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Fiscal policy keynesians

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Discretionary Fiscal Policy (cont'd)Fiscal PolicyThe discretionary changing of government expenditures or taxes to achieve national economic goals, such as high employment with price stability4Discretionary Fiscal Policy (cont'd)An increase in government spending will stimulate economic activityChanges in government spendingMilitary spendingEducation spendingBudgets for government agencies5Figure 13-1 Expansionary and Contractionary Fiscal Policy: Changes in Government Spending, Panel (a)

If there is a recessionary gap in panel (a), fiscal policy can presumably increase aggregate demand6Figure 13-1 Expansionary and Contractionary Fiscal Policy: Changes in Government Spending, Panel (b)

If there is an inflationary gap, fiscal policy can presumably decrease aggregate demand7Figure 13-2 Contractionary and Expansionary Fiscal Policy: Changes in Taxes, Panel (a)

In panel (a), the economy is initially at E1, where real GDP exceeds long-run equilibriumContractionary fiscal policy can move aggregate demand to AD2 via a tax increaseA new equilibrium is at E2 at a lower price levelReal GDP is now consistent with LRAS 8Figure 13-2 Contractionary and Expansionary Fiscal Policy: Changes in Taxes, Panel (b)

In panel (b) with a recessionary gap (in this case $500 billion) taxes are cutAD1 moves to AD2The economy moves from E1 to E2, and real GDP is now at $12 trillion per yearWe are at the long-run equilibrium level 9Discretionary Fiscal Policy (cont'd)Change in taxesA rise in taxes causes a reduction in aggregate demand because it can reduce consumption spending, investment expenditures, and net exports.10Possible Offsets to Fiscal PolicyFiscal policy does not operate in a vacuum and important questions must be answered.How are expenditures financed and by whom?If taxes are increased what does government do with the taxes?What will happen if individuals worry about increases in future taxes?11Possible Offsets to Fiscal Policy (cont'd)Crowding-Out EffectThe tendency of expansionary fiscal policy to cause a decrease in planned investment or planned consumption in the private sector; this decrease normally results from the rise of interest rates.12The Crowding-Out Effect, Step by Step

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The Crowding-Out Effect

Expansionary policy causing deficit spending initially shifts from AD1 to AD2Due to crowding out, AD shifts inward to AD3Equilibrium GDPbelow full-employment GDPrecessionary gap14Possible Offsets to Fiscal Policy (cont'd)Planning for the future: the Ricardian equivalence theoremRicardian Equivalence TheoremThe proposition that an increase in the government budget deficit has no effect on aggregate demandThe reason for the offsetPeople anticipate that a larger deficit today will mean higher taxes in the future and adjust their spending accordingly.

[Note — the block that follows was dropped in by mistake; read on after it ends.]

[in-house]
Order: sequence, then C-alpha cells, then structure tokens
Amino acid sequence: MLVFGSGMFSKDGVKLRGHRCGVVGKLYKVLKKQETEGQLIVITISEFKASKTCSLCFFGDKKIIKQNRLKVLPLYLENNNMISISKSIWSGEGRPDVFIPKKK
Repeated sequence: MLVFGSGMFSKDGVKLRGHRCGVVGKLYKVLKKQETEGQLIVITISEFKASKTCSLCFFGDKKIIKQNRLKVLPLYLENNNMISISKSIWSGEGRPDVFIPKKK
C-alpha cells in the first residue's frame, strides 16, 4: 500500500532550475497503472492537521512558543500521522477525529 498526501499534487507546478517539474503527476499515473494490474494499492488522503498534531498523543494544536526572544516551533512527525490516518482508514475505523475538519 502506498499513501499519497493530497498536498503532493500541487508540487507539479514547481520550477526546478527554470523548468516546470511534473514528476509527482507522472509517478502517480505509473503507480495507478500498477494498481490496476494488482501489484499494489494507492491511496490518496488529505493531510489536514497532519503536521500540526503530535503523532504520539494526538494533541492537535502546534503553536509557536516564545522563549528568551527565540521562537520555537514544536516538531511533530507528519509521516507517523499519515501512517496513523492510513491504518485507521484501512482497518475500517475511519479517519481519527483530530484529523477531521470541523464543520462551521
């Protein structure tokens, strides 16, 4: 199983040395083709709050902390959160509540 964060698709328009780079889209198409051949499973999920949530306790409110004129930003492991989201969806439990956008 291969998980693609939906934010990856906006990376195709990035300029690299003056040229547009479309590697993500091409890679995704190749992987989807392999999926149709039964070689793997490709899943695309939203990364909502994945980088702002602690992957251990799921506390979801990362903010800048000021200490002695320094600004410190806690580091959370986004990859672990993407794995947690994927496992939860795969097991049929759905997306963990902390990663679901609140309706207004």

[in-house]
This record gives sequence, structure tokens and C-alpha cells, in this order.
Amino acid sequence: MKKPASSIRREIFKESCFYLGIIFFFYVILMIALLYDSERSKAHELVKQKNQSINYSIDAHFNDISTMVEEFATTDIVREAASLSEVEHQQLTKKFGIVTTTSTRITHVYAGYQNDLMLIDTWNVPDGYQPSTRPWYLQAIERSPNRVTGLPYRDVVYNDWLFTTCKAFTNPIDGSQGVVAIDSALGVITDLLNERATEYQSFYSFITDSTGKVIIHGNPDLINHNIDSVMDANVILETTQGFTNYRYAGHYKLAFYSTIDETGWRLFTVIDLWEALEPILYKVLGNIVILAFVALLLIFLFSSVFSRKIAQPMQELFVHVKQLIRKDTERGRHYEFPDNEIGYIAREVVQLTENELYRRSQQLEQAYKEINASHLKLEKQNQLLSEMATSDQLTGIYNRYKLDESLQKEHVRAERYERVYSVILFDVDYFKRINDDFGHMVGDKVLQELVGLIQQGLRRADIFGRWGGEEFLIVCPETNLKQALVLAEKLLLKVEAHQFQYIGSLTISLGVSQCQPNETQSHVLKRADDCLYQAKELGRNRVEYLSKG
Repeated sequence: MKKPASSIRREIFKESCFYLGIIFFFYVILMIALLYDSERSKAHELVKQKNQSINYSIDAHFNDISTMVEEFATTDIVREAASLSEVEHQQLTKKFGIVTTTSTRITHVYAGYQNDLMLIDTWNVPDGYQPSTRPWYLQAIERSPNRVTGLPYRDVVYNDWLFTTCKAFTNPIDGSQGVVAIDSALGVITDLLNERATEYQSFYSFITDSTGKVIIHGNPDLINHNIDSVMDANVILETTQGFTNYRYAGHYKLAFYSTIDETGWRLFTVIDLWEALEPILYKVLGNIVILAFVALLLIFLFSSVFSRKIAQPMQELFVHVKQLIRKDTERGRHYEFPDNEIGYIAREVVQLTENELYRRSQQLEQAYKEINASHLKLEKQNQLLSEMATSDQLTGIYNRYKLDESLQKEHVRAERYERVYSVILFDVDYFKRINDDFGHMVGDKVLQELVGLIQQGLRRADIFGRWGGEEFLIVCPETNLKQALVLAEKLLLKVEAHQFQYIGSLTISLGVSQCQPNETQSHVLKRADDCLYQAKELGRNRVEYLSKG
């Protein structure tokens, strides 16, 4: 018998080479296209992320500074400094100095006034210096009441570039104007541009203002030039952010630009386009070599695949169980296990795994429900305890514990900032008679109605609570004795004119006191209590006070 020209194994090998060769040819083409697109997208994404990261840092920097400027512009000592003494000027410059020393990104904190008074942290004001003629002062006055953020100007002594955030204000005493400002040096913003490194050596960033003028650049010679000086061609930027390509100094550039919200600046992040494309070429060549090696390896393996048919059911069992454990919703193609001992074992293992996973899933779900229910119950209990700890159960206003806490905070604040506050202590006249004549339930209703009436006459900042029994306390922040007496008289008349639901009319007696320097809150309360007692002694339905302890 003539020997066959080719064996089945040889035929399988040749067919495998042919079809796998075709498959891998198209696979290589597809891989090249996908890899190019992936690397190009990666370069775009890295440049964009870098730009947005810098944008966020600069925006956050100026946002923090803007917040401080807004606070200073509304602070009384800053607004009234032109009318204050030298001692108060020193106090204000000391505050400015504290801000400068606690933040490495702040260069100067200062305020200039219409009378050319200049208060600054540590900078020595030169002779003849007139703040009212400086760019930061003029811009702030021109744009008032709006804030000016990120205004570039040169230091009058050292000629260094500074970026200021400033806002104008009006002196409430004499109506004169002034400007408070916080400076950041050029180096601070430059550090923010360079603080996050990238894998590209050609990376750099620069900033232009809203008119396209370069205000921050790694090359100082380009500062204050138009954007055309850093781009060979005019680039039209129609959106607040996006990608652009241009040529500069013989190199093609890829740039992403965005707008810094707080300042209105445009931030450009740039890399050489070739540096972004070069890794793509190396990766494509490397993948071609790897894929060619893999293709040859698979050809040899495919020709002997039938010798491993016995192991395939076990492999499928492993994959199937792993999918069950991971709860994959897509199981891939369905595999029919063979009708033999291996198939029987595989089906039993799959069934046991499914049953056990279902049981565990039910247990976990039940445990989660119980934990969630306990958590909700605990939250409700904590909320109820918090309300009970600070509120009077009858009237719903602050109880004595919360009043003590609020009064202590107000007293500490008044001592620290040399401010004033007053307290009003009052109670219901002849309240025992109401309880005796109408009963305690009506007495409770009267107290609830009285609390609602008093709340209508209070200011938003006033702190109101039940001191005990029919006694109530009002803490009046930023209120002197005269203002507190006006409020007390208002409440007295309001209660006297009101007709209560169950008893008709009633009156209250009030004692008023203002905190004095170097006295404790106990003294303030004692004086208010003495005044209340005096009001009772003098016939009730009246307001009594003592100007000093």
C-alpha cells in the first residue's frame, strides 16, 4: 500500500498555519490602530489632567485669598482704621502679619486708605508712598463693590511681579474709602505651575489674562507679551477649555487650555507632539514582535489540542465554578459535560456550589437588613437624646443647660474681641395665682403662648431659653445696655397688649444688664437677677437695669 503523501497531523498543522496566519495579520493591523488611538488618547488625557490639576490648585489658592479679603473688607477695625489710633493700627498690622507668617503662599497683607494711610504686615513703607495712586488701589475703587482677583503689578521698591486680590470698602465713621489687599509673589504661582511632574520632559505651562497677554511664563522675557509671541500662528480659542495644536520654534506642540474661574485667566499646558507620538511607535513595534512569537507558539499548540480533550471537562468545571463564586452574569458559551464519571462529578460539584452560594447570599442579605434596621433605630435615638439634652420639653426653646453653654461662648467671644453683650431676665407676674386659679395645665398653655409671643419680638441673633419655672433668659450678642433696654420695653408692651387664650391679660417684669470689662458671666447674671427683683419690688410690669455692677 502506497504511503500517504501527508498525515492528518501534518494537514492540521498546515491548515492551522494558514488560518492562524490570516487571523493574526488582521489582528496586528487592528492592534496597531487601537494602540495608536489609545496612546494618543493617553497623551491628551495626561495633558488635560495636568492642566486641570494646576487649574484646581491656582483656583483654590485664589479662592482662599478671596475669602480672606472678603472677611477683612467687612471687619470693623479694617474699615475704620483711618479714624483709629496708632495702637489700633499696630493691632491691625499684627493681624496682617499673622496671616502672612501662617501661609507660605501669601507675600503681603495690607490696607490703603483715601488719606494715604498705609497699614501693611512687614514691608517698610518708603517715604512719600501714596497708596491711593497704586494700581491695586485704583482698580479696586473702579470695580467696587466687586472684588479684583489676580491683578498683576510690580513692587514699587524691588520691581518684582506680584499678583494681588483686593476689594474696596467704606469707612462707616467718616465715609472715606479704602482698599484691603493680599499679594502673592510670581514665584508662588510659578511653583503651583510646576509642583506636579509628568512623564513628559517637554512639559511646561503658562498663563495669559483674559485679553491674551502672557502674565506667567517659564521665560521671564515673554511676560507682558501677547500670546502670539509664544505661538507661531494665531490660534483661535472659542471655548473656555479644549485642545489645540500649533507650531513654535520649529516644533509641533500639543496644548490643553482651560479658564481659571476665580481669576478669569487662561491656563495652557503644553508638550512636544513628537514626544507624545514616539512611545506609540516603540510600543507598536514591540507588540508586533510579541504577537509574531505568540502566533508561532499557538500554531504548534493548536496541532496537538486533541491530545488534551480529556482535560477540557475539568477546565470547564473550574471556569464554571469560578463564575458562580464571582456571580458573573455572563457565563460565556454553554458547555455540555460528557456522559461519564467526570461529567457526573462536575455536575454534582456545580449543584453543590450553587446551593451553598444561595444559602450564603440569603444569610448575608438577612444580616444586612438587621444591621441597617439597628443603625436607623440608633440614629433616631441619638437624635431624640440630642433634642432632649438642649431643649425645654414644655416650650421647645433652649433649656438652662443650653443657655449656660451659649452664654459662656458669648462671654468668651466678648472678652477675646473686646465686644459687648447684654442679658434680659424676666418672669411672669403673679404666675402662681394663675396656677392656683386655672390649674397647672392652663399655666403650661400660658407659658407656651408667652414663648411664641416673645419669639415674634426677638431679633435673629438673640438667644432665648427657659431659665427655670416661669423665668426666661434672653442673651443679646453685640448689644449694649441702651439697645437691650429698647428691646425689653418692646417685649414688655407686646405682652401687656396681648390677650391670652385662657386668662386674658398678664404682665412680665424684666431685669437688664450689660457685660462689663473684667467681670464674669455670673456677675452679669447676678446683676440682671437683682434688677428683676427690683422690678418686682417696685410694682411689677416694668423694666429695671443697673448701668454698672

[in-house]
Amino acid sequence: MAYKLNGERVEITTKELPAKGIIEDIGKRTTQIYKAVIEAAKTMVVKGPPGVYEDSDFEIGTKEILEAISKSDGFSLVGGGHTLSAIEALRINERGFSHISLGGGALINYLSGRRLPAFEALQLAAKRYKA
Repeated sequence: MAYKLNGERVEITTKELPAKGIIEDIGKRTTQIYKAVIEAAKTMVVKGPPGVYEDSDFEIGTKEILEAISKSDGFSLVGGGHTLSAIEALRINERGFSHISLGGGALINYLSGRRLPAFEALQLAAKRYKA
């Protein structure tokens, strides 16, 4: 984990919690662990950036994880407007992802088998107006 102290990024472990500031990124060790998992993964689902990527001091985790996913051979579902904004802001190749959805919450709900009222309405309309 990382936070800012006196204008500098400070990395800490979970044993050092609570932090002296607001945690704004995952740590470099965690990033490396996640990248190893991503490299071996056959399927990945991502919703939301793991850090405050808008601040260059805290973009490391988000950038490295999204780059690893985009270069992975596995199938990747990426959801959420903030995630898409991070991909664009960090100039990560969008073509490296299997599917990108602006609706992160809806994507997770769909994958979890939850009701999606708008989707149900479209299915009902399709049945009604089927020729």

15Possible Offsets to Fiscal Policy (cont'd)Direct Expenditure OffsetsActions on the part of the private sector in spending income that offset government fiscal policy actionsAny increase in government spending in an area that competes with the private sector will have some direct expenditure offset.16Possible Offsets to Fiscal Policy (cont'd)The supply-side effects of changes in taxesExpansionary fiscal policy could involve reducing marginal tax rates. Advocates argue this increases productivity since individuals will work harder and longer, save more, and invest more.The increased productivity will lead to more economic growth.17Possible Offsets to Fiscal Policy (cont'd)Supply-Side EconomicsThe suggestion that creating incentives for individuals and firms to increase productivity will cause the aggregate supply curve to shift outward18

Laffer CurveKhaldun-Laffer curve is a representation of the relationship between possible rates of taxation and the resulting levels of government revenue.Tax rates andtax revenuesrise togetherTax revenues are at a maximumTax rates and tax revenues fall together19Discretionary Fiscal Policy in Practice: Coping with Time LagsRecognition Time LagThe time required to gather information about the current state of the economyAction Time LagThe time required between recognizing an economic problem and putting policy into effectEffect Time LagThe time it takes for a fiscal policy to affect the economy

20Discretionary Fiscal Policy in Practice: Coping with Time Lags (cont'd)Fiscal policy time lags are long and a policy designed to correct a recession may not produce results until the economy is experiencing inflation.Fiscal policy time lags are variable in length (13 years), and the timing of the desired effect cannot be predicted.Because fiscal policy time lags tend to be variable, policymakers have a difficult time fine-tuning the economy.

21Automatic StabilizersAutomatic or Built-In StabilizersChanges in government spending and taxation that occur automatically without deliberate action of CongressThe tax systemUnemployment compensationWelfare spending22Automatic StabilizersThe automatic changes tend to drive the economy back toward its full-employment output level

23What Do We Really Know About Fiscal Policy?Fiscal policy during normal timesCongress ends up doing too little too late to help in a minor recession.Fiscal policy that generates repeated tax changes (as has happened) creates uncertainty.24What Do We Really Know About Fiscal Policy? (cont'd)Fiscal policy during abnormal timesFiscal policy can be effective The Great Depressionfiscal policy may be able to stimulate aggregate demand.Wartimeduring World War II real GDP increased dramatically.25What Do We Really Know About Fiscal Policy? (cont'd)The soothing effect of Keynesian fiscal policyShould we encounter a severe downturn, fiscal policy is available.Knowing this may reassure consumers and investors.Stable expectations encourage a smoothing of investment spending.26